Radical Trenching

Radial trenching is a fairly common procedure used on trees to achieve any or all of the following goals:

  1. Aeration of the soil
  2. Partial decompaction of the soil
  3. Fertilization of the soil
  4. Inoculation of the Root Zone

The procedure is quite variable, and various different products are employed to achieve the desired effects.

Overall Procedure

Radial trenching involves drilling or digging narrow trenches beneath the canopy arranged like spokes of a wheel around the trunk. Typically, you would start a trench near or beyond the dripline and trench toward the trunk, stopping no closer than 6 inches for each inch of trunk diameter. For example, for a 20-inch-diameter tree you should stop the trench 10 feet away from the trunk. Be careful to avoid cutting roots greater than one inch in diameter. With newly planted trees, you can dig the trenches right up to the root ball if roots have not yet grown outward.

Dimensions of Trenches

Researchers have not yet determined the ideal trench width. Experiments have used widths from 4 to 24 inches and depths of 12 to 18 inches. To avoid damaging a lot of roots, we recommend the narrower trenches 4-inches wide and no more than 6 to 8 inches deep.

Drilling Equipment

Trenches are dug using any of various tools including an air spade or a standard ditch witch. Again, be careful to avoid cutting roots greater than one inch in diameter.

Pattern of Trenching

Trenches are dug radially as shown in Diagram 1. The ends of the primary trenches nearest the trunk should be spaced apart about 1.5 to 2 feet. For large areas, secondary trenches can be cut halfway between these, extending from the dripline inward to about one-half the length of the primary trenches.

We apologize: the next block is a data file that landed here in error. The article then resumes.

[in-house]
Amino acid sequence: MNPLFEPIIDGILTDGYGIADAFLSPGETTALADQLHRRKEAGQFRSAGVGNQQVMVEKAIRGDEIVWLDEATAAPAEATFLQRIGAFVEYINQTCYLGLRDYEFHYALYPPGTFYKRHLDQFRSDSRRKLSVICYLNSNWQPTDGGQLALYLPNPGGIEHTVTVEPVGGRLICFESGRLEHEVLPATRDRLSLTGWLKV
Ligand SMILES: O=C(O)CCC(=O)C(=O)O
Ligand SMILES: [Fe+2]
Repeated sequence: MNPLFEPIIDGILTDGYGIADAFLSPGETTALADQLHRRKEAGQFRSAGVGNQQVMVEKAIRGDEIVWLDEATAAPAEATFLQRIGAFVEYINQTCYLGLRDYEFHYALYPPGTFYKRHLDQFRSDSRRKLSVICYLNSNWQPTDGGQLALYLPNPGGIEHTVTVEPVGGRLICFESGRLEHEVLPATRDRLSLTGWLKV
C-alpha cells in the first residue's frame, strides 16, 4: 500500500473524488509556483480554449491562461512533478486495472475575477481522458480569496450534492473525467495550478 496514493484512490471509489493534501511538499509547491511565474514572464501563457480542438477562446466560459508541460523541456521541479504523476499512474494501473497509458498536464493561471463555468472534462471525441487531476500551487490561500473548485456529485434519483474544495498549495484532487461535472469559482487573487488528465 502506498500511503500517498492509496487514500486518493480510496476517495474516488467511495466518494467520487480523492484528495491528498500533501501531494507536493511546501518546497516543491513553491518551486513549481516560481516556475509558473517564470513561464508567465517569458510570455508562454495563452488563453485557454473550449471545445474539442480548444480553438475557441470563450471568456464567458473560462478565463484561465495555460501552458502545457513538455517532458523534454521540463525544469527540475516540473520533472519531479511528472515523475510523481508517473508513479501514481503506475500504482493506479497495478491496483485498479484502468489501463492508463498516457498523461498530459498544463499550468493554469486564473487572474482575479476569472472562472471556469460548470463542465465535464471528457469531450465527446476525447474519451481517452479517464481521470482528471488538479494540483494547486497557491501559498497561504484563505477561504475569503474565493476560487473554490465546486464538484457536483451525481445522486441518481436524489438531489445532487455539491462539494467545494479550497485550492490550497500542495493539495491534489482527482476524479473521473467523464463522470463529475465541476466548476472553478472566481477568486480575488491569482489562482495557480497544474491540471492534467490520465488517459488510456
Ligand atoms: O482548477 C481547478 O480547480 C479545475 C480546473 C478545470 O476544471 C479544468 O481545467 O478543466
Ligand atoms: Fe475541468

Filling Trenches

Trenches are filled with a variety of different mixtures, depending on the intended effect. For simple aeration, trenches are often filled with pea gravel. For fertility, trenches can be mixed with fertilizer diluted with soil. For inoculation with mycorrhizal fungi or rhizosphere bacteria, trench fill can be mixed with the appropriate inoculant. For recently planted trees, inoculate only the first 1-foot of trench nearest the trunk, where roots will enter soon. In such cases, a double rate of mycorrhizal inoculant is suggested.

PHC Vertimulch

This is an ideal vertimulch amendment used to provide organic material and 3-4-3 fertility, all while inoculating with mycorrhizal fungi and beneficial rhizosphere bacteria. The product is mixed with the soil in each trench. Mix PHC Vertimulch with soil or fill at a rate of 3-oz per square foot of trench. For a 4-inch wide trench, 3-oz will treat 3 linear feet of trench. Visit www.lebanonturf.com for specific product information.

Radial Trenching Diagram

Radical Trenching Diagram

Radial trenching involves drilling or digging narrow trenches beneath the canopy arranged like spokes of a wheel around the trunk. Typically, you would start a trench near or beyond the dripline and trench toward the trunk, stopping no closer than 6 inches for each inch of trunk diameter. For example, for a 20-inch-diameter tree you should stop the trench 10 feet away from the trunk. Be careful to avoid cutting roots greater than one inch in diameter. With recently planted trees, you can dig the trenches right up to the root ball if roots have not yet grown outward. This allows a channel of loosened soil for new roots to follow.

Trenches typically extend about 4 inches in width and about 6 to 10 inches deep. For a medium to large size tree, trenches of 4-inches wide by 8-inches deep are typical.

For Recently Planted Trees:

  1. Dig trenches right up to the edge of the root ball.
  2. Inoculate only the first 1 foot of trench nearest the trunk with Roots PHC Vertimulch at a double rate of 6-oz of Vertimulch per square foot of trench. So if your trench is 4-inches wide, use 2-oz of Vertimulch to treat 1 foot of this trench length.
  3. If deeper trenches are dug for other reasons, apply inoculants to only the upper 6 or 8-inches.